Did you know that improving your gut health can improve your overall wellbeing?
The term ‘gut health’ refers to the function and balance of bacteria located in the gastrointestinal tract (including the esophagus, stomach, and intestines). A healthy gut can help influence a stronger immune system and improve your heart, brain, and digestive health. Fortunately, there are many factors that you can control to help enhance the health of your gut, including eating the correct types of food. With over 37 million office visits in the U.S. each year due to digestive issues, it is critical to be proactive in managing our gut health and understanding its relation to our overall wellbeing.
Why Gut Health is Important
Your gut contains millions of bacteria, viruses, and fungi that form a microbiome. In addition, millions of naturally occurring bacteria live within the gut microbiome. These bacteria play a significant part in keeping us healthy by helping the digestive processes and playing a role in the immune system by acting as a natural barrier to disease. They also help form the essential vitamin K, which is crucial for blood clotting and bone metabolism, and vitamin B, a vital building block for healthy brain function and maintaining energy levels. Gut bacteria help combat other infections from more aggressive micro-organisms.
Foods to Improve Gut Health
There are several foods you can add to your diet to stay. Nutritious food choices effectively combat bad bacteria that attack the gut and help guard the good bacteria.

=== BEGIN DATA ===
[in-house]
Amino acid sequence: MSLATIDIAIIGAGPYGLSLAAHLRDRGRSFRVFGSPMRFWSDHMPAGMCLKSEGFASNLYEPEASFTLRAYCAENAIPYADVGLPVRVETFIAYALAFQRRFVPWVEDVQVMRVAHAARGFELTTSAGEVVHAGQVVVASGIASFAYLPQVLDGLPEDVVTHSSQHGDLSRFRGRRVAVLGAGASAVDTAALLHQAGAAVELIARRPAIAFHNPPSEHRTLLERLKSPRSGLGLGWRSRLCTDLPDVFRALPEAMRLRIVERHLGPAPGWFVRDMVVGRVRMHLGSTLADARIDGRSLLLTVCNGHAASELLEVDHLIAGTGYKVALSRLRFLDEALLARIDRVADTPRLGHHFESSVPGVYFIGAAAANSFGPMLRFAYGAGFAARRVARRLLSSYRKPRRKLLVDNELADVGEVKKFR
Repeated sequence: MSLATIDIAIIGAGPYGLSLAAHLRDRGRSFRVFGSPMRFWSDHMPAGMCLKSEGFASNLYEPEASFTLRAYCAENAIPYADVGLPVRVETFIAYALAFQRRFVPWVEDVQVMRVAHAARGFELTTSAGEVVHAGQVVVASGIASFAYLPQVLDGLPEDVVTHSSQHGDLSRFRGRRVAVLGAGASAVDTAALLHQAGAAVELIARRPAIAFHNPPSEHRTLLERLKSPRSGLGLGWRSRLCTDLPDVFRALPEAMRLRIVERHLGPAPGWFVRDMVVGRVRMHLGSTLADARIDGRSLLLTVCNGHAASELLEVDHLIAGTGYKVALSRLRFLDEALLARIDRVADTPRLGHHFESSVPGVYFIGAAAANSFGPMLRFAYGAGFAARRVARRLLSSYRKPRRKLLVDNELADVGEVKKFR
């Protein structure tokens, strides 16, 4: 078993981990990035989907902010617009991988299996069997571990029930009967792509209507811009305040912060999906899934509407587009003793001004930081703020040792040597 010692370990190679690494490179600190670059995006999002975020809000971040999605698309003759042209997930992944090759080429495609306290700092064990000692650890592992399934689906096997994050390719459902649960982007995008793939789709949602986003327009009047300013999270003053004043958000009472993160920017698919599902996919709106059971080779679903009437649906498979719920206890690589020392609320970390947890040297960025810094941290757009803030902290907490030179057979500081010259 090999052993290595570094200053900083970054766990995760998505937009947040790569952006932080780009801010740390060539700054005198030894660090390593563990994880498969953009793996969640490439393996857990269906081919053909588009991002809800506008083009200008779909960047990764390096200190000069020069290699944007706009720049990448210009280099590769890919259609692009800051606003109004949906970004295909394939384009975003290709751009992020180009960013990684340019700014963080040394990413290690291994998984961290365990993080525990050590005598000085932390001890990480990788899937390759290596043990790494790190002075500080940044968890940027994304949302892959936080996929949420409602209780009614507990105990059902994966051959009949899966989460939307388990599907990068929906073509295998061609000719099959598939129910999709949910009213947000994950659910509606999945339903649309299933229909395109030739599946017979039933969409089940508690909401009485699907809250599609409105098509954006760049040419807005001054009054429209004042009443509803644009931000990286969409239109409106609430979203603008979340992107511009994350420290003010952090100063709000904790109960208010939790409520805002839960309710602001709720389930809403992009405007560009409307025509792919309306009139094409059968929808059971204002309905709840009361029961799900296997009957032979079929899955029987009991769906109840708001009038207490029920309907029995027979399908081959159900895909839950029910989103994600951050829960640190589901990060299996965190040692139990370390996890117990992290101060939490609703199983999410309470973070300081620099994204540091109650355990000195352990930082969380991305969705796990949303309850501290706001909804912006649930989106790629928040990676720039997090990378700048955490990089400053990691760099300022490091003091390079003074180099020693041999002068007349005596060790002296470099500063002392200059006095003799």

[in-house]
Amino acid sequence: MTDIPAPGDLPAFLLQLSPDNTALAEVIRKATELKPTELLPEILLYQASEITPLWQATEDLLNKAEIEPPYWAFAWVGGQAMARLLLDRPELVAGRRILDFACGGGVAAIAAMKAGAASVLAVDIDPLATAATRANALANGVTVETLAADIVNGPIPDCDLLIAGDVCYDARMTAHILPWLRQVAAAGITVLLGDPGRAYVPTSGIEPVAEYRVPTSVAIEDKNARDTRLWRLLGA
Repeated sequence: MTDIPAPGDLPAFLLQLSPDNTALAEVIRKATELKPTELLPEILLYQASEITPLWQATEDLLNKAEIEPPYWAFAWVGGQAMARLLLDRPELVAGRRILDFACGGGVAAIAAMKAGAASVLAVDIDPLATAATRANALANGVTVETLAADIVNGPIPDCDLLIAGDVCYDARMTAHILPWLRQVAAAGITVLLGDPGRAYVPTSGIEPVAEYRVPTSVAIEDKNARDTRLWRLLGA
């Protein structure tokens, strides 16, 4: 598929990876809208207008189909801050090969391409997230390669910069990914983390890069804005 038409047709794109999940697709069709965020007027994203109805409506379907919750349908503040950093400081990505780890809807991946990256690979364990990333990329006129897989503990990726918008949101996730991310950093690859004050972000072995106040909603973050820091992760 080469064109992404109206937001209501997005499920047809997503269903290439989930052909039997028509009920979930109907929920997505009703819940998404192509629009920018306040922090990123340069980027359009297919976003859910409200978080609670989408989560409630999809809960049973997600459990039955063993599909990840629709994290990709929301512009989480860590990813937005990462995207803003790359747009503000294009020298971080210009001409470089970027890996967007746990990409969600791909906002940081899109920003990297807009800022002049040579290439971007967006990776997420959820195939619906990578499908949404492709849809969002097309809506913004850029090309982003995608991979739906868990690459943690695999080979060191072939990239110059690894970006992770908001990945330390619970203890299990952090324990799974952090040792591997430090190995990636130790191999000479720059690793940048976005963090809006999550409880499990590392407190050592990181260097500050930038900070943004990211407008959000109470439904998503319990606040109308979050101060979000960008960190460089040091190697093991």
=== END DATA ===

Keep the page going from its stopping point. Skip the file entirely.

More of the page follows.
#1: Probiotic Food
There are many health benefits of taking probiotics, including improved gut health. Probiotics (from pro and biota, meaning “for life”) support naturally occurring bacteria levels in the microbiome as they contain live bacteria. The most commonly known food in this category is live yogurt, which is considered to be a fermented food. Some brands include “probiotic” on the label. Sauerkraut is another probiotic food source rich in fiber and nutrients. Finally, miso is probiotic-rich but should be consumed in moderation as it is high in sodium.
#2: Leafy Greens
Leafy greens include kale, cabbage, spinach, and salad. They are rich in fiber and contain vital vitamins and nutrients, including vitamin K, vitamin C, and folate. Leafy green food supports gut health by helping the digestive processes. These foods contain a type of sugar that supports the growth of healthy bacteria in the gut.
Avocados are a superfood that is full of nutrients, such as potassium and fiber. Both these promote a healthy gut. In fact, a recent study revealed that eating one avocado every day for twelve weeks had a positive effect on the diversity of the gut microbiome. However, portion sizes are essential as avocado is high in fat, so you should only eat it in moderation.
#4: Whole Grains